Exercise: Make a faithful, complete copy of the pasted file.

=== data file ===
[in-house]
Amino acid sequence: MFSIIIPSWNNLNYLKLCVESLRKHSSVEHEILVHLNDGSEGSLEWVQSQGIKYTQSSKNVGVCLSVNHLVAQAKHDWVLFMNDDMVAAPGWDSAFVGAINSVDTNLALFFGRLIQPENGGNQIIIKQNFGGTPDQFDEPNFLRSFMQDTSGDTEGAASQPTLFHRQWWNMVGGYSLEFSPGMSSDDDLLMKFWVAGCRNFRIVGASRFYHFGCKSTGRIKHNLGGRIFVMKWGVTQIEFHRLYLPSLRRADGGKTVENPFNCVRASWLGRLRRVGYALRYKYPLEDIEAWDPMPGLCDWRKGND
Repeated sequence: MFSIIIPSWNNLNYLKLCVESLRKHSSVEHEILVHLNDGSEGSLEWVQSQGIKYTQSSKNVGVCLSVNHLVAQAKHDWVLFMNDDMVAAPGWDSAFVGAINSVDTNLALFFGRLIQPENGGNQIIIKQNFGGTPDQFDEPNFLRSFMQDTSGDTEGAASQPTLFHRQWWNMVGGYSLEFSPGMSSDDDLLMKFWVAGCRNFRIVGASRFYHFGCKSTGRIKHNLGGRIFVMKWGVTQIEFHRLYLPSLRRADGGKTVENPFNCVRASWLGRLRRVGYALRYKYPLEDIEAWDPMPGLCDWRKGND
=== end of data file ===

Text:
[in-house]
Amino acid sequence: MFSIIIPSWNNLNYLKLCVESLRKHSSVEHEILVHLNDGSEGSLEWVQSQGIKYTQSSKNVGVCLSVNHLVAQAKHDWVLFMNDDMVAAPGWDSAFVGAINSVDTNLALFFGRLIQPENGGNQIIIKQNFGGTPDQFDEPNFLRSFMQDTSGDTEGAASQPTLFHRQWWNMVGGYSLEFSPGMSSDDDLLMKFWVAGCRNFRIVGASRFYHFGCKSTGRIKHNLGGRIFVMKWGVTQIEFHRLYLPSLRRADGGKTVENPFNCVRASWLGRLRRVGYALRYKYPLEDIEAWDPMPGLCDWRKGND
Repeated sequence: MFSIIIPSWNNLNYLKLCVESLRKHSSVEHEILVHLNDGSEGSLEWVQSQGIKYTQSSKNVGVCLSVNHLVAQAKHDWVLFMNDDMVAAPGWDSAFVGAINSVDTNLALFFGRLIQPENGGNQIIIKQNFGGTPDQFDEPNFLRSFMQDTSGDTEGAASQPTLFHRQWWNMVGGYSLEFSPGMSSDDDLLMKFWVAGCRNFRIVGASRFYHFGCKSTGRIKHNLGGRIFVMKWGVTQIEFHRLYLPSLRRADGGKTVENPFNCVRASWLGRLRRVGYALRYKYPLEDIEAWDPMPGLCDWRKGND